Another analogy: public parks. Many cities are now introducing bye-laws/ordnances to stop trainers running profit-making bootcamps etc without a permit. This is because these commercial users are typically much heavier users than members of the public, and therefore use up more of a limited resource, increasing grass damage and ground compaction. Even where the space isn't otherwise needed, there is still the issue of their activity and noise affecting nearby park users. Airways are also public space, and it's fair to the owners (everyone) that those extracting commercial value are controlled and perhaps even pay back in.
Note, though, that this ruling isn't about the personal use vs commercial use argument -- the judge's decision was that the regulations for UAVs are not directly relevant to model aircraft (differences in size and flight range are not inconsiderable between commercial drones and hobbyist vehicles). As such, expect to see the FAA bring in new regulations for model aircraft, categorising model aircraft by top speed, effective range, fuselage size etc.
Note also that in most countries that do have specific provisions for model aircraft, Pirker would still have been breach of the law due to the proximity to the helipad. Not only that, but FPV flying (Pirker flies with a camera and head-mounted display) is technically illegal in most jurisdictions, because the designation of model aircraft mandates that the pilot must maintain direct line-of-sight with the aircraft at all times. The need to maintain line-of-sight kept issues of range as effectively redundant in the designation of model aircraft.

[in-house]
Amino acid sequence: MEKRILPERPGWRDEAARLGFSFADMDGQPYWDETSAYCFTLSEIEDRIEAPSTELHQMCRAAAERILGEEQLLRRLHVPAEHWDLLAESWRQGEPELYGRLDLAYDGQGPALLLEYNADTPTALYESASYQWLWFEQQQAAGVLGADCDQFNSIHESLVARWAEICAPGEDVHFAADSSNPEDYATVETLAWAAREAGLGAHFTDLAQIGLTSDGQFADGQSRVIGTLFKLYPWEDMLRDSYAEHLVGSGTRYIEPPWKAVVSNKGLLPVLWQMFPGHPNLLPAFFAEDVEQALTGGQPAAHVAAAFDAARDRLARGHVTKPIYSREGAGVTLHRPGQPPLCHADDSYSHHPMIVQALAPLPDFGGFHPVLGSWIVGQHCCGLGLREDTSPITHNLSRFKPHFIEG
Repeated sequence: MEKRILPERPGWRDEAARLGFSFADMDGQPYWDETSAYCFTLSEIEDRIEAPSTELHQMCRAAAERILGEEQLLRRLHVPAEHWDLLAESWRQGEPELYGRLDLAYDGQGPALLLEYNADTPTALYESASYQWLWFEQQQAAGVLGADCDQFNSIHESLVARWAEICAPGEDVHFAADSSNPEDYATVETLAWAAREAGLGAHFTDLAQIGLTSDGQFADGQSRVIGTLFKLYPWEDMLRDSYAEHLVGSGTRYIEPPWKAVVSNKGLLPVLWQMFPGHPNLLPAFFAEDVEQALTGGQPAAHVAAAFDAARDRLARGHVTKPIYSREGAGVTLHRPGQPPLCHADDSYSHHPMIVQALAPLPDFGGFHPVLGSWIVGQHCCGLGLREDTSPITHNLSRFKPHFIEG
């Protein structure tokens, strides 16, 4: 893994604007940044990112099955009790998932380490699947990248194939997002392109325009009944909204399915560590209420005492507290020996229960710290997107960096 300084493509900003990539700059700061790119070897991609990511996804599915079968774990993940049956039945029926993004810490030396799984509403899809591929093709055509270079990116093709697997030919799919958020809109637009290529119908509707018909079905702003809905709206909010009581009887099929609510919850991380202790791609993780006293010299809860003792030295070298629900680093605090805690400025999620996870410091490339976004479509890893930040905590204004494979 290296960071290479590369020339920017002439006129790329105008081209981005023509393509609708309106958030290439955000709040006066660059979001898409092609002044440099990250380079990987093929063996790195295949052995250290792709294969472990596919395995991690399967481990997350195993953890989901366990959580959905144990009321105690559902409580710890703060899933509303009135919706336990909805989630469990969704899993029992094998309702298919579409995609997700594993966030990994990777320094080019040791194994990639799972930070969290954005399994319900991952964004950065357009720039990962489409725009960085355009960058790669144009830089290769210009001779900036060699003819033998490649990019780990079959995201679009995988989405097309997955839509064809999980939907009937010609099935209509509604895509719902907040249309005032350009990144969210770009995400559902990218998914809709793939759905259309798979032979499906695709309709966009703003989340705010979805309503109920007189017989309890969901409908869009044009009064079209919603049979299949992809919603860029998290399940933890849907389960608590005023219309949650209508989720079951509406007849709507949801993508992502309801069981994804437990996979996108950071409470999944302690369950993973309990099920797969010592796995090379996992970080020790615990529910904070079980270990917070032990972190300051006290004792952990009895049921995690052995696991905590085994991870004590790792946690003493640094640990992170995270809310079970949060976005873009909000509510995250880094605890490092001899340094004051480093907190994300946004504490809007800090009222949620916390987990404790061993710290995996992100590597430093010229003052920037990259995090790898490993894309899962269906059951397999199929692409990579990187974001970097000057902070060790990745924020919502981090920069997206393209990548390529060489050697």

Yes, the fake cost centre trick, also used as a VAT (sales tax) dodge by Amazon Europe. If I order something from Amazon, I'm buying from Amazon Europe in Luxembourg (I think) -- I am in the UK. Amazon Europe "outsources" "fulfilment" of orders to subsidiary companies. My nearest fulfilment centre is an Amazon UK one 35 miles from my home. But I'm not buying from them, oh no. I'm buying from a company in Luxembourg that never touches the stock. Nice.
Starbucks have a good scam going -- they mandate that all shops must use official Starbucks coffee that's so expensive it sucks all of the profits out of the local companies and draws it all into Switzerland. Not sure if the coffee is ever landed in Switzerland or not.